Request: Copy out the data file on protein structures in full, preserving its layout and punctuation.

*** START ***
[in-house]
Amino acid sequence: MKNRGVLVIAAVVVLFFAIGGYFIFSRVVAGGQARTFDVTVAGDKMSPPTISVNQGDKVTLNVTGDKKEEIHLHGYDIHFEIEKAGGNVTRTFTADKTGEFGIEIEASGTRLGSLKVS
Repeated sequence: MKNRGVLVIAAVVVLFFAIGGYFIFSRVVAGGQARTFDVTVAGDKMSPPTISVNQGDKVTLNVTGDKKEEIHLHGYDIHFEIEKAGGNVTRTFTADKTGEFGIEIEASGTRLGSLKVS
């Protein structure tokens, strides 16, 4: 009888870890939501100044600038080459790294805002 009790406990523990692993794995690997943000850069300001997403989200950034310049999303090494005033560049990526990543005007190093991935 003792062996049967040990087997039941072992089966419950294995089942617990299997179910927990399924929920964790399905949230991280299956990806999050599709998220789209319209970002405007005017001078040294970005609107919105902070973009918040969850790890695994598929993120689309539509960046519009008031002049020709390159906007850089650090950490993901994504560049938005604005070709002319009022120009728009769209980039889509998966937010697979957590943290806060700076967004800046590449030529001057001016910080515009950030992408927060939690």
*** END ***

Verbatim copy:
[in-house]
Amino acid sequence: MKNRGVLVIAAVVVLFFAIGGYFIFSRVVAGGQARTFDVTVAGDKMSPPTISVNQGDKVTLNVTGDKKEEIHLHGYDIHFEIEKAGGNVTRTFTADKTGEFGIEIEASGTRLGSLKVS
Repeated sequence: MKNRGVLVIAAVVVLFFAIGGYFIFSRVVAGGQARTFDVTVAGDKMSPPTISVNQGDKVTLNVTGDKKEEIHLHGYDIHFEIEKAGGNVTRTFTADKTGEFGIEIEASGTRLGSLKVS
């Protein structure tokens, strides 16, 4: 009888870890939501100044600038080459790294805002 009790406990523990692993794995690997943000850069300001997403989200950034310049999303090494005033560049990526990543005007190093991935 003792062996049967040990087997039941072992089966419950294995089942617990299997179910927990399924929920964790399905949230991280299956990806999050599709998220789209319209970002405007005017001078040294970005609107919105902070973009918040969850790890695994598929993120689309539509960046519009008031002049020709390159906007850089650090950490993901994504560049938005604005070709002319009022120009728009769209980039889509998966937010697979957590943290806060700076967004800046590449030529001057001016910080515009950030992408927060939690």